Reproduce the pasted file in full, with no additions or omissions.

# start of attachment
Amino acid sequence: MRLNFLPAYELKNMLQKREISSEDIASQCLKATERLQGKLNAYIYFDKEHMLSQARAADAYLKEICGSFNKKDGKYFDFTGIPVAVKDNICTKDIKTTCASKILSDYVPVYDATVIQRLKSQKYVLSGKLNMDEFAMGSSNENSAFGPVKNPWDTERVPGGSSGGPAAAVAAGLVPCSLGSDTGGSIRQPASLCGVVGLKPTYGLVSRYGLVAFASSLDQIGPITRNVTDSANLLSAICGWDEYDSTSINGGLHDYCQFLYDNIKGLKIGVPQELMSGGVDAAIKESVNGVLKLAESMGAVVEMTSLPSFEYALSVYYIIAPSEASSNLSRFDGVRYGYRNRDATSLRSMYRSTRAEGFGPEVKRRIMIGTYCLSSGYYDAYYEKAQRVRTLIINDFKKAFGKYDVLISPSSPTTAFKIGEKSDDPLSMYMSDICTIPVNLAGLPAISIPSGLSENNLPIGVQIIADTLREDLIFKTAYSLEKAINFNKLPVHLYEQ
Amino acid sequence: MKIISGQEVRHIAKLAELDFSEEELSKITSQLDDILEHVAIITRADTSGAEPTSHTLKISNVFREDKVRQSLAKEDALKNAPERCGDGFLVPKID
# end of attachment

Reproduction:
Amino acid sequence: MRLNFLPAYELKNMLQKREISSEDIASQCLKATERLQGKLNAYIYFDKEHMLSQARAADAYLKEICGSFNKKDGKYFDFTGIPVAVKDNICTKDIKTTCASKILSDYVPVYDATVIQRLKSQKYVLSGKLNMDEFAMGSSNENSAFGPVKNPWDTERVPGGSSGGPAAAVAAGLVPCSLGSDTGGSIRQPASLCGVVGLKPTYGLVSRYGLVAFASSLDQIGPITRNVTDSANLLSAICGWDEYDSTSINGGLHDYCQFLYDNIKGLKIGVPQELMSGGVDAAIKESVNGVLKLAESMGAVVEMTSLPSFEYALSVYYIIAPSEASSNLSRFDGVRYGYRNRDATSLRSMYRSTRAEGFGPEVKRRIMIGTYCLSSGYYDAYYEKAQRVRTLIINDFKKAFGKYDVLISPSSPTTAFKIGEKSDDPLSMYMSDICTIPVNLAGLPAISIPSGLSENNLPIGVQIIADTLREDLIFKTAYSLEKAINFNKLPVHLYEQ
Amino acid sequence: MKIISGQEVRHIAKLAELDFSEEELSKITSQLDDILEHVAIITRADTSGAEPTSHTLKISNVFREDKVRQSLAKEDALKNAPERCGDGFLVPKID